Illegal immigration costs the taxpayers of California -- which has the highest number of illegal aliens nationwide -- $10.5 billion a year for education, health care and incarceration, according to a study released yesterday. A key finding of the report by the Federation for American Immigration Reform (FAIR) said the state's already struggling kindergarten-through-12th-grade education system spends $7.7 billion a year on children of illegal aliens, who constitute 15 percent of the student body. The report also said the incarceration of convicted illegal aliens in state prisons and jails and uncompensated medical outlays for health care provided to illegal aliens each amounted to about $1.4 billion annually. The incarceration costs did not include judicial expenditures or the monetary costs of the crimes committed by illegal aliens that led to their incarceration. "California's addiction to 'cheap' illegal-alien labor is bankrupting the state and posing enormous burdens on the state's shrinking middle-class tax base," said FAIR President Dan Stein. "Most Californians, who have seen their taxes increase while public services deteriorate, already know the impact that mass illegal immigration is having on their communities, but even they may be shocked when they learn just how much of a drain illegal immigration has become," he said. California is estimated to be home to nearly 3 million illegal aliens. Mr. Stein noted that state and local taxes paid by the unauthorized immigrant population go toward offsetting these costs, but do not match expenses. The total of such payments was estimated in the report to be about $1.6 billion per year. He also said the total cost of illegal immigration to the state's taxpayers would be considerably higher if other cost areas, such as special English instruction, school meal programs or welfare benefits for American workers displaced by illegal-alien workers were added into the equation. Gerardo Gonzalez, director of the National Latino Research Center at California State at San Marcos, which compiles data on Hispanics, was critical of FAIR's report yesterday. He said FAIR's estimates did not measure some of the contributions that illegal aliens make to the state's economy. "Beyond taxes, these workers' production and spending contribute to California's economy, especially the agricultural sector," he said, adding that both legal and illegal aliens are the "backbone" of the state's $28 billion-a-year agricultural industry. In August, a similar study by the Center for Immigration Studies in Washington, said U.S. households headed by illegal aliens used $26.3 billion in government services during 2002, but paid $16 billion in taxes, an annual cost to taxpayers of $10 billion. The FAIR report focused on three specific program areas because those were the costs examined by researchers from the Urban Institute in 1994, Mr. Stein said. Looking at the costs of education, health care and incarceration for illegal aliens in 1994, the Urban Institute estimated that California was subsidizing illegal immigrants at about $1.1 billion a year. Mr. Stein said an enormous rise in the costs of illegal immigrants in 10 years is because of the rapid growth of the illegal population. He said it is reasonable to expect those costs to continue to soar if action is not taken to turn the tide. "1994 was the same year that California voters rebelled and overwhelmingly passed Proposition 187, which sought to limit liability for mass illegal immigration," he said. "Since then, state and local governments have blatantly ignored the wishes of the voters and continued to shell out publicly financed benefits on illegal aliens. "Predictably, the costs of illegal immigration have grown geometrically, while the state has spiraled into a fiscal crisis that has brought it near bankruptcy," he said. Mr. Stein said that the state must adopt measures to systematically collect information on illegal-alien use of taxpayer-funded services and on where they are employed, and that policies need to be pursued to hold employers financially accountable.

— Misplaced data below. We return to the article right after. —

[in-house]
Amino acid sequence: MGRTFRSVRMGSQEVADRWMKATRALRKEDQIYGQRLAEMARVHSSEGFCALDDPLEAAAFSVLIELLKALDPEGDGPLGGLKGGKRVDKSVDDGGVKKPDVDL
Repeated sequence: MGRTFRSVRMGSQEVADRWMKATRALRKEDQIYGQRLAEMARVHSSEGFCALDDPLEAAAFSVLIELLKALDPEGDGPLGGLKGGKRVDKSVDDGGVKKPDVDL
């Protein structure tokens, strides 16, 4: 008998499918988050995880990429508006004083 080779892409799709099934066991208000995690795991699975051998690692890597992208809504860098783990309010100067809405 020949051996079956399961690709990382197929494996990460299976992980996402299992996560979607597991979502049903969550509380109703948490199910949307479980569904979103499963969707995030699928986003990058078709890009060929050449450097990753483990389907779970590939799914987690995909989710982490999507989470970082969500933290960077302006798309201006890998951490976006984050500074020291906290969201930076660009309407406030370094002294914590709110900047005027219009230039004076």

Pelosi's corrupt insider passing of bills that make her rich.